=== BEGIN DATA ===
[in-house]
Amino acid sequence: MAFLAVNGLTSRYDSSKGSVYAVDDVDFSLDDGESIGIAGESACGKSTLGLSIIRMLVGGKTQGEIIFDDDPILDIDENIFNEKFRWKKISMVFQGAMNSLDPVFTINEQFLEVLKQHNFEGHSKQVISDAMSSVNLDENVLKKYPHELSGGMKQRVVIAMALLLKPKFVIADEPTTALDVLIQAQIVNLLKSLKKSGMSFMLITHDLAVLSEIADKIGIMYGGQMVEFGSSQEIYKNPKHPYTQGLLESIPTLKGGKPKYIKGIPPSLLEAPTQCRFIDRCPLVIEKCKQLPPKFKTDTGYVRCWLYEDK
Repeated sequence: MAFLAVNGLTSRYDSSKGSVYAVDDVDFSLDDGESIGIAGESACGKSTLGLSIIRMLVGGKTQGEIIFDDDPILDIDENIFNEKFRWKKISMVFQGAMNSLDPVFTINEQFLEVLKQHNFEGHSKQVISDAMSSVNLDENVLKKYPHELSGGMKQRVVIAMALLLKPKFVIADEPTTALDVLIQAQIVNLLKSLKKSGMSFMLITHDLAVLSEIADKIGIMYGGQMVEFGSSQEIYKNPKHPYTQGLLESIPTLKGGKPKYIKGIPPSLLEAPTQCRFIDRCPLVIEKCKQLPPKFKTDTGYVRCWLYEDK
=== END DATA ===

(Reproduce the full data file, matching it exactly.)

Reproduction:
[in-house]
Amino acid sequence: MAFLAVNGLTSRYDSSKGSVYAVDDVDFSLDDGESIGIAGESACGKSTLGLSIIRMLVGGKTQGEIIFDDDPILDIDENIFNEKFRWKKISMVFQGAMNSLDPVFTINEQFLEVLKQHNFEGHSKQVISDAMSSVNLDENVLKKYPHELSGGMKQRVVIAMALLLKPKFVIADEPTTALDVLIQAQIVNLLKSLKKSGMSFMLITHDLAVLSEIADKIGIMYGGQMVEFGSSQEIYKNPKHPYTQGLLESIPTLKGGKPKYIKGIPPSLLEAPTQCRFIDRCPLVIEKCKQLPPKFKTDTGYVRCWLYEDK
Repeated sequence: MAFLAVNGLTSRYDSSKGSVYAVDDVDFSLDDGESIGIAGESACGKSTLGLSIIRMLVGGKTQGEIIFDDDPILDIDENIFNEKFRWKKISMVFQGAMNSLDPVFTINEQFLEVLKQHNFEGHSKQVISDAMSSVNLDENVLKKYPHELSGGMKQRVVIAMALLLKPKFVIADEPTTALDVLIQAQIVNLLKSLKKSGMSFMLITHDLAVLSEIADKIGIMYGGQMVEFGSSQEIYKNPKHPYTQGLLESIPTLKGGKPKYIKGIPPSLLEAPTQCRFIDRCPLVIEKCKQLPPKFKTDTGYVRCWLYEDK